Today sports commentator Keith Strudler discusses problems fans might face heading to this year’s Super Bowl in New Jersey.
So you think getting tickets to the Super Bowl is tough. Try actually getting to the game. And this is assuming there’s no blizzard or ice storm or any of those winter inconveniences that can happen in New York in February. Even if it’s clear and balmy, and you’ve got tickets in hand, the NFL and Super Bowl CEO Al Kelly have announced there’s only three ways you can show up at Jersey’s Metlife Stadium. You can take NJ Transit at a premium fare. You can buy a $51 dollar shuttle bus ticket that picks up around the area and drops you at the stadium. Or you can hold one of the 13,000 parking passes, which is the only way you’re getting near the event by car.
Here’s what you can’t do. You can’t take a taxi to the game. You can’t get dropped off at the game. You can’t walk to the game, not that you would. And if you do find a parking pass, you cannot tailgate in the parking lot. Apparently, you are allowed to sit in your car and eat and drink, which sounds about as appealing as swimming in the East River, but no grills and lounge chairs. Given the likely sub-zero temperatures, perhaps they’re simply saving people from a hospital visit, or at least saving that until the game itself.
The policies hope to accomplish a couple of things. First, it makes sure only ticket holders head out to the game. It probably reduces the inevitability of drunk driving, a regular pastime of too many NFL afternoons. It should somewhat reduce the traffic around the game, which could feel a bit like Times Square on New Year’s. And of course, it filters additional funds towards the event organizers, since fans will put their transportation dollars towards vastly overcharged bus rides and food and drink consumed in the stadium, not outside it.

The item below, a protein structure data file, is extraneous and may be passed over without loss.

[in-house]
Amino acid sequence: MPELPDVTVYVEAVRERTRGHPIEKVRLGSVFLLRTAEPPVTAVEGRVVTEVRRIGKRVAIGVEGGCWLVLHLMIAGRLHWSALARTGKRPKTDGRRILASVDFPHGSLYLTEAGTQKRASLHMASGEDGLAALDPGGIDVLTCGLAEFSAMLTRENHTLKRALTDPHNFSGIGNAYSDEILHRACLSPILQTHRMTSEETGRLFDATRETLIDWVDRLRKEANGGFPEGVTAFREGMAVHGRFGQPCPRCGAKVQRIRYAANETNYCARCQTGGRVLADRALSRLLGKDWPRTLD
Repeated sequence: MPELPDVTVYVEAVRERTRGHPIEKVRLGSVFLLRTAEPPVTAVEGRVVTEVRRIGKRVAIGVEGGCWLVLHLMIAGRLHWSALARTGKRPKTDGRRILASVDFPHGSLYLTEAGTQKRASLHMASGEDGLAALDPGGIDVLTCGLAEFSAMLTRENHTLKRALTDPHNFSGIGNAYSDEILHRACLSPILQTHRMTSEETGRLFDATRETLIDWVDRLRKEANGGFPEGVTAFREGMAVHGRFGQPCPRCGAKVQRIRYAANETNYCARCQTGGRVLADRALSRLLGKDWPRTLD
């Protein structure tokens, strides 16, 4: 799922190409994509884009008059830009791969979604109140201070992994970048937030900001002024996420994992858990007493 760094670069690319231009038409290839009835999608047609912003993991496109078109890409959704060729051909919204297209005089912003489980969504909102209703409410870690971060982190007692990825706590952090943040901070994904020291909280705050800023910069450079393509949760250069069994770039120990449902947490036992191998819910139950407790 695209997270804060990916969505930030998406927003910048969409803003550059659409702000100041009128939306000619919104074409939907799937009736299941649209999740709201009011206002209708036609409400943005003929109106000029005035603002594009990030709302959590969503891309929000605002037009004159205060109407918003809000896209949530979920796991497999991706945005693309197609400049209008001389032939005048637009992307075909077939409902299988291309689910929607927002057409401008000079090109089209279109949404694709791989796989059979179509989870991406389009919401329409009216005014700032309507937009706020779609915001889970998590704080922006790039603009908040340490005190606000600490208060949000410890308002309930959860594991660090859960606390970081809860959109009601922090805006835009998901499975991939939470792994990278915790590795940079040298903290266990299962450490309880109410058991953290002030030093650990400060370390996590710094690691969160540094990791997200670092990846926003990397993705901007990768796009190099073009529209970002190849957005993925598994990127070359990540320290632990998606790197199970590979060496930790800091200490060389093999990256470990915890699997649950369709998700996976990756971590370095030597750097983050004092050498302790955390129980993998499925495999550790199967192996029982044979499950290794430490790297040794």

From a PR perspective, the release reminded everyone of the authoritarian beast that is the NFL. A league that’s well known for controlling and monetizing the entire game experience is taking that ethos to the streets – literally to the streets and how they’ll lead overcharged corporate fans to the refrigerator of a game. It’s not that most of these regulations don’t make sense, minus the exorbitant price tag, but any headline that reads “fans prohibited from walking to the game” feels oddly draconian, as if the league only wishes it could choose our clothes that day. It’s why the No Fun League sticks as a moniker.
Maybe more obvious than the overreach on transportation revenues is a simple existential questions of the game itself, at least in reference its location. This will be the first ever outdoor, cold weather Super Bowl, a move made to leverage the fiscal potential of the New York market. In every statement by the league and event organizers this week, all made reference to the clear possibility of snow, ice, and everything short of the ten plagues. That rhetoric dovetailed nicely with the Northeast’s first winter storm, where teams in Philadelphia played in only a taste of what could happen much worse two months from now. If you think paying $51 to ride a bus to a football game sounds bad, imagine doing that in a blizzard. Especially when you actually have to get off at the end of the route. Tailgaters will be the least of the league’s problems. As the NFL and game organizers create a transportation mandate, it’s clearly driven not only by their thirst for every last dollar, but also by the impeding fear of holding an outdoor sporting event in a place and time it simply doesn’t belong. There should no more be a Super Bowl in New York than a Summer Olympics in Miami or a World Cup in Qatar, which sadly is happening as well. And all these plans to accommodate a winter situation, like controlling all traffic flow, is lipstick on a pig. All of which could have been avoided if the game were held in, say, New Orleans, or San Diego, or one of the dozen of American cities where people actually want to be in February. Then folks could walk, drive, swim, whatever to the game without fear of frostbite.
But that’s not the case this year. So instead, the league will pray for the best and plan for the worst, which includes making getting to the game more difficult than a moon landing. That is, assuming you can find tickets to the game in the first place.
Keith Strudler is Director of the Marist College Center for Sports Communication and Associate Professor of Communication.
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